It would appear that In Japan, just as in New Zealand. the Person who Stands For Exec. Election is not Always the Self-Sacrificing Hero of the Community. Instead, he is often the extremist, the man with an axe to grind, the man with an inflated ego that needs bolstering.

I am not launching an attack on our exec., but it must be agreed that too often the man taking public office has not the moderate nature of his voters.

Yet why did a crowd of 330,000 gather outside the Diet buildings recently? Table III may help to show.

Thus the Communistic Zengakuren did Largely Organize the Riots, in Conjunction with Sohyo, the Trade Union—of all this there can be no Doubt.

However, the question we must ask is: "Did all those students join in that demonstration solely on the strength of an order issued by Zengakuren's fanatical leaders?"

Undoubtedly, the answer is "No. Many demonstrated for reasons of their own."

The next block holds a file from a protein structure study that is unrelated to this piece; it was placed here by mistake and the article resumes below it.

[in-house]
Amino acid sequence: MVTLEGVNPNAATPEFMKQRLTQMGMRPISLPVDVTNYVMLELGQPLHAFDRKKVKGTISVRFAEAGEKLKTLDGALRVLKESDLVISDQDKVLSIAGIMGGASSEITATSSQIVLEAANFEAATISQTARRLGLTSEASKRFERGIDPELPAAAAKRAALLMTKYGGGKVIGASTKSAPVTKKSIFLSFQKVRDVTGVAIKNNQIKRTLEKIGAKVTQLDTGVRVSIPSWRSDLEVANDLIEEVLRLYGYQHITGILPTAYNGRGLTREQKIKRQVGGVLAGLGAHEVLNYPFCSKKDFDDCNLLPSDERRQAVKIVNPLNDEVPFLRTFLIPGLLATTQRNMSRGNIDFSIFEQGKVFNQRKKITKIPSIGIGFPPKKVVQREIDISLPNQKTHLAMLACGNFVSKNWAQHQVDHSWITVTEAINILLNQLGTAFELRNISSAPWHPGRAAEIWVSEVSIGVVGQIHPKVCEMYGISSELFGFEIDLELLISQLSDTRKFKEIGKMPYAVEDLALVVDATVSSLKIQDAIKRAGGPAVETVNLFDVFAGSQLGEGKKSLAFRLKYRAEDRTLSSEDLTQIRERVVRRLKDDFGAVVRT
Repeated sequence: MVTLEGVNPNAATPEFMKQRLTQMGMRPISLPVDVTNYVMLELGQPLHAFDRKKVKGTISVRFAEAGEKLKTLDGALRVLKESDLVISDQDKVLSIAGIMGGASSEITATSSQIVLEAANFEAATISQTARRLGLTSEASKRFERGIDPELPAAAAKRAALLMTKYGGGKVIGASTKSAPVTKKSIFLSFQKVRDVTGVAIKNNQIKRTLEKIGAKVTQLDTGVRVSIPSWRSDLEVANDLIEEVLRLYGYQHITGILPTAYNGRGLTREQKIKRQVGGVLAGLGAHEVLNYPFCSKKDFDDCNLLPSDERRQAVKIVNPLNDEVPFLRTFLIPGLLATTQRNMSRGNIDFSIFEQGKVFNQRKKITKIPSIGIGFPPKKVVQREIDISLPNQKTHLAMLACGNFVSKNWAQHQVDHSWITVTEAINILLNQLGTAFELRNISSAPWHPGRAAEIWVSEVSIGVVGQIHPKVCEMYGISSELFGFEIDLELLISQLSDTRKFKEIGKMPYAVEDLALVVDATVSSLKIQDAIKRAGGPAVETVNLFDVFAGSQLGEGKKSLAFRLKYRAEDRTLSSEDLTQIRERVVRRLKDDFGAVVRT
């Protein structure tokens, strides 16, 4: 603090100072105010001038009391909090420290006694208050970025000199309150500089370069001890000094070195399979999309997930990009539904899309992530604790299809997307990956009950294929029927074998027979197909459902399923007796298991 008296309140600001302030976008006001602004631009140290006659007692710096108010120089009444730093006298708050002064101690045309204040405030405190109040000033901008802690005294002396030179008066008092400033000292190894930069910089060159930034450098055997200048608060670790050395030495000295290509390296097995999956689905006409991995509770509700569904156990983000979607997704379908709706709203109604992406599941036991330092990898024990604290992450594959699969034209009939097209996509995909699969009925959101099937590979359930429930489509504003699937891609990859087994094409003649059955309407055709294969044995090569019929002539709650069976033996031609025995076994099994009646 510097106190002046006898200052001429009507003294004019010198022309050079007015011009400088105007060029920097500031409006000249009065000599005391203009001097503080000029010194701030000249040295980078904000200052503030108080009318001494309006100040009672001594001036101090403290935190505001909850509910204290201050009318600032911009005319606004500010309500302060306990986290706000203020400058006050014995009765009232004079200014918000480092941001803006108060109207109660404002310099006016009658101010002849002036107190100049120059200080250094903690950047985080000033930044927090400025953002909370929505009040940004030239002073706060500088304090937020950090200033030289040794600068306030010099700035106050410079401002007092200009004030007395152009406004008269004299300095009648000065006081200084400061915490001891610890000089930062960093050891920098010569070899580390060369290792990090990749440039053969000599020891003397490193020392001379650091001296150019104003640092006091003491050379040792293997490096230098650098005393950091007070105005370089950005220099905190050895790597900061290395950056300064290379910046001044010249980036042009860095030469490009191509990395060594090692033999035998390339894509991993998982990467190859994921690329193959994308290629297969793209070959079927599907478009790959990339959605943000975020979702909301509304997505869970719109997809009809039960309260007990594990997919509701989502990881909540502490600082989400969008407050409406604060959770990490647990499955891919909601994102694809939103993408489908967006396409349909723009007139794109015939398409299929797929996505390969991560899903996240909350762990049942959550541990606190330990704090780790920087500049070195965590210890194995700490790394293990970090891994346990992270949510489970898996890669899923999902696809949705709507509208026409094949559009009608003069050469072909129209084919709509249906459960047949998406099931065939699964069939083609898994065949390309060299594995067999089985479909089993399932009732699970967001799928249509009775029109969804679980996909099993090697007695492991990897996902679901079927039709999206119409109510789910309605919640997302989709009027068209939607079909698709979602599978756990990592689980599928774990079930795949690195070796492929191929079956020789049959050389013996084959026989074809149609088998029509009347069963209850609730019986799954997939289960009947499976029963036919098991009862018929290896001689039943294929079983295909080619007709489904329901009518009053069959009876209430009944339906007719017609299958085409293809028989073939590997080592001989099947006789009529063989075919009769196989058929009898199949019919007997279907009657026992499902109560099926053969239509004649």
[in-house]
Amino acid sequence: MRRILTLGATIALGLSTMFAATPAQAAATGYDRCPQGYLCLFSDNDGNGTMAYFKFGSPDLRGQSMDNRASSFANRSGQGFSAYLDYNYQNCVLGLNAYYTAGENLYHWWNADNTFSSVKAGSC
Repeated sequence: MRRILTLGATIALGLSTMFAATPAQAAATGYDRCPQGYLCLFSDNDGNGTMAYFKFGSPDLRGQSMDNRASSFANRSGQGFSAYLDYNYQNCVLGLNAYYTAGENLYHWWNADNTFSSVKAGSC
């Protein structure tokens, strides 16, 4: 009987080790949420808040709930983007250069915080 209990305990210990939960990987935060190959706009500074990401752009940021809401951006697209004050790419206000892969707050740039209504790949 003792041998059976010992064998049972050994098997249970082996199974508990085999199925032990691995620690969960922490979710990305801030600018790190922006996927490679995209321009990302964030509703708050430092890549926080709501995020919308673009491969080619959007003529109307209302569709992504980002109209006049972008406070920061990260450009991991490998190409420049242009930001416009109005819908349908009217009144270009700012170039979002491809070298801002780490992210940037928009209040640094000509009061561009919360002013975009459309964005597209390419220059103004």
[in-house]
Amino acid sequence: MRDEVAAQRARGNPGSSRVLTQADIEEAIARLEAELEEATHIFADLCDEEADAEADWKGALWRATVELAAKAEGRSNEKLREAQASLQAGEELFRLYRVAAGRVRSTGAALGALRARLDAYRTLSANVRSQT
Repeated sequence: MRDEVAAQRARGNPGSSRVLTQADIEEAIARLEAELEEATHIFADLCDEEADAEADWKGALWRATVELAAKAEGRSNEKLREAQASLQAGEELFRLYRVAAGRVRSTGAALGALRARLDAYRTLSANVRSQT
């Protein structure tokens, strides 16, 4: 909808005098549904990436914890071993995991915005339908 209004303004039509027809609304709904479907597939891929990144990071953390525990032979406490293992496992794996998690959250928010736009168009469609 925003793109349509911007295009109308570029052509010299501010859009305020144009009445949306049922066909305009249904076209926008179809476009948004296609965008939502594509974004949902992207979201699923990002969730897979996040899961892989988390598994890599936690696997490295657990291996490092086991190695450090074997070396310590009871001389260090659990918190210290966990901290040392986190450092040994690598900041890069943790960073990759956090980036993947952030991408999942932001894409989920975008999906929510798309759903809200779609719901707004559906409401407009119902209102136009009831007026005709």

[Next issue: The Riots and the Assassination — just who did attend—what they really attended for.]

Table 1 Students' Opinions on Zengakuren Activities
University Too radical Proper Too luke-warm Recommending more versatile activities In different No answer
Tokyo Teachers' College 53 8 1 34 3
Nagoya University 62 10 2 29 3
Kobe University 59 4 1 24 10
Kyushu University 56.9 11.2 0.1 26.1 3.1 2.8

Note: Figures indicate percentage.

This table proves that the voting students in general have come to assume a very critical attitude towards Zengakuren's leadership.

It must also be noted that the number of those who consider Zengakuren's activities too radical has been on a steady increase in 1960, as witnessed by an inquiry carried out recently at Kyushu University. (See Table II.)

Table II Increased Number of Students in Disfavour of Zengakuren'S Political Activities (Inquiries made at Kyushu University)
1958 % 1959 % 1960 %
Too radical 50.2 40.6 56.9
Proper 33.0 36.0 11.2
Table III Problems Voted for Objective of Student Movement
University Defence of peace & democracy Solution of inter-university problems Realization of socialism Indifferent No answer
Toky Teachers' College 45 33 8
Nagoya University 61 29 8 8.1 8.3
Kobe University 50 38 4 7
Kyushu University 53.7 31.6 9.7 1.9 1.9
Tokyo Women's Christian University 64 25 2 9

Note: Figures indicate percentage.